In the last 30 days, two U.S. courts of appeals have held (sort of) that no "settlement privilege" — a right to deny others access to the terms of your settlements with third-parties — exists.
In the first case, the Federal Circuit ruled, "in light of reason and experience, . . . that settlement negotiations related to reasonable royalties and damages calculations [in patent infringement cases] are not protected by a settlement negotiation privilege." In re MSTG, Inc., Misc. No. 996, slip op. 19 (Fed. Cir. Apr. 9, 2012) (denying mandamus petition seeking to halt order that required claimant to turn over documents showing settlement negotiations with infringement defendants).
The other case dealt with a barge that the Government of Ghana hired Balkan to render able to produce 150 megawatts of electricity. Balkan settled a case in Missouri federal court against its subcontractor, ProEnergy. Ghana wanted to know on what terms — not least because Balkan had accused ProEnergy in the Show Me state case of messing up the barge at the same time it said, in its dispute with Ghana, that everything on the barge worked just fine. The Eighth Circuit said "[w]e have no reason to assume that the district court intended to acknowledge a novel claim to privilege." Government of Ghana v. ProEnergy Services, LLC, No. 11-2714, slip op. 6 n.3 (8th Cir. May 1, 2012). But it (a) went on to hold that the district court acted within its discretion when it refused to order ProEnergy to turn over its settlement agreement with Balkan but (b) seemed pretty clear it thought the settlement privilege idea a dim one.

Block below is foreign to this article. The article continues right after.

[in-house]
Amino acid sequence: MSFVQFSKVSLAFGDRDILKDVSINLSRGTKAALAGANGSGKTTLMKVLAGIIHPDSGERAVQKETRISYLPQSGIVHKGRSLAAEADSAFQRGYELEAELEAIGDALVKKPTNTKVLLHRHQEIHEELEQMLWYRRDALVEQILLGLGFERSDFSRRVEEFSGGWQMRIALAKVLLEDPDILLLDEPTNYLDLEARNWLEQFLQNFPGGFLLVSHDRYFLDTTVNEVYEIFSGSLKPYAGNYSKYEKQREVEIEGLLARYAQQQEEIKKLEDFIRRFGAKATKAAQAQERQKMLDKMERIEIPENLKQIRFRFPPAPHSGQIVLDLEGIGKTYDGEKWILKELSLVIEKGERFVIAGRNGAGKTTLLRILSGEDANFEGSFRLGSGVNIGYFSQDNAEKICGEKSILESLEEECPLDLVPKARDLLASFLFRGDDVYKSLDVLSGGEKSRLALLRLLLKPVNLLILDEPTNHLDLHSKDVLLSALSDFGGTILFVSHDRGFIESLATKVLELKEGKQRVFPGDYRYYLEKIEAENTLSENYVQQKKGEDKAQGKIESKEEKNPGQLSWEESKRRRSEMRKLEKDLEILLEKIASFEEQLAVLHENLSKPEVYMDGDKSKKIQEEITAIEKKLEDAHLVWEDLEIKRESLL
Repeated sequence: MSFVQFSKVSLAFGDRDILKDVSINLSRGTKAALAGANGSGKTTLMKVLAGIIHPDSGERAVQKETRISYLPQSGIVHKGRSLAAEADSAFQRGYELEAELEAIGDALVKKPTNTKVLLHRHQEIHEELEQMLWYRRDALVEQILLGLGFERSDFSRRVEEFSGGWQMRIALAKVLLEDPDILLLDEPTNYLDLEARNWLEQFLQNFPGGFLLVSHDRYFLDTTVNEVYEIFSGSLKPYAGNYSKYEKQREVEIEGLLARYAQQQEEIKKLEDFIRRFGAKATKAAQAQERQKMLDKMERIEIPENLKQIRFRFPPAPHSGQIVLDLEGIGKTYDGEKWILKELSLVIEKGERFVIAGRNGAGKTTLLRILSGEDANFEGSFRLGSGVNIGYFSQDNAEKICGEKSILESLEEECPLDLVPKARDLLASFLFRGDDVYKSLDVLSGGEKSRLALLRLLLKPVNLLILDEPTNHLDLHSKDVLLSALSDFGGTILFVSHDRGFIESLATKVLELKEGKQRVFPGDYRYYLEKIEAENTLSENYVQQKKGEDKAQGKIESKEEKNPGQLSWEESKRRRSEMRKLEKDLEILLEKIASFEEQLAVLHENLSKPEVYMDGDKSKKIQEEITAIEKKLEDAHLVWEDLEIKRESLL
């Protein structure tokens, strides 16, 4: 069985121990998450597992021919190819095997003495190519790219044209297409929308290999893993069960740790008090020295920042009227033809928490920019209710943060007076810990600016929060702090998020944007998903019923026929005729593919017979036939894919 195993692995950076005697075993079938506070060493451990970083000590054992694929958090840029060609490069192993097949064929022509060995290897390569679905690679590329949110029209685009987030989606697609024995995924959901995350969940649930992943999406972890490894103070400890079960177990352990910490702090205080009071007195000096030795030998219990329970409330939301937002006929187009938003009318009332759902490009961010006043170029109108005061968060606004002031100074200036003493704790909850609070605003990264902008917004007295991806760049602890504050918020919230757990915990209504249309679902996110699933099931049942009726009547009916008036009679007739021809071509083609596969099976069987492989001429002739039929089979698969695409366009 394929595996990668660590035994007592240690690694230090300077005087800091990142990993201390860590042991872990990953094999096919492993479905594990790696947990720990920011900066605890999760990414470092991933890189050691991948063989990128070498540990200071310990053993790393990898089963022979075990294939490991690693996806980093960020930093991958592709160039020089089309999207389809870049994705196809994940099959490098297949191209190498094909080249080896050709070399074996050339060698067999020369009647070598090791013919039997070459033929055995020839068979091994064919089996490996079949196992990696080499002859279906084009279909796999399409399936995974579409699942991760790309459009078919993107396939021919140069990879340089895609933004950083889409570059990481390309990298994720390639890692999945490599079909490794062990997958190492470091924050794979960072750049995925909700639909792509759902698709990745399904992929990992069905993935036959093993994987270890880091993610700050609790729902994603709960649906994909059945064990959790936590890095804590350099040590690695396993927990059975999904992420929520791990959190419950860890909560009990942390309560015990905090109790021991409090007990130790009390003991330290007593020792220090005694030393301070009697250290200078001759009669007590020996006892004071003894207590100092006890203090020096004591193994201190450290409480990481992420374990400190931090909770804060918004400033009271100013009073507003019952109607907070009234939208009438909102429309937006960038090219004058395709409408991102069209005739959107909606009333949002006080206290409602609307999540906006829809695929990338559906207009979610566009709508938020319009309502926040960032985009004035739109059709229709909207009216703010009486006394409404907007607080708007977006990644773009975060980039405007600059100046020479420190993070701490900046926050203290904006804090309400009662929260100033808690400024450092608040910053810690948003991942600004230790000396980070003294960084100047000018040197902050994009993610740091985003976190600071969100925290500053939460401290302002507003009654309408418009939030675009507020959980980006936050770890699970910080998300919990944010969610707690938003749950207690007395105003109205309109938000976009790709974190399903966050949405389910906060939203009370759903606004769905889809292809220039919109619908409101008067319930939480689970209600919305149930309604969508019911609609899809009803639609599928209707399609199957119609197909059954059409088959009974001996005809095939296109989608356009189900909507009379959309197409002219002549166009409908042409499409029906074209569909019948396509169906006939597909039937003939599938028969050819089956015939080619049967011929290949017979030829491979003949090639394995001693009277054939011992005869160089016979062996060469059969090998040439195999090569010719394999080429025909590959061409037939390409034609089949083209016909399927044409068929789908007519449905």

Blawgletter notes that the later case didn't cite the one from three weeks earlier. Clerks, wake up!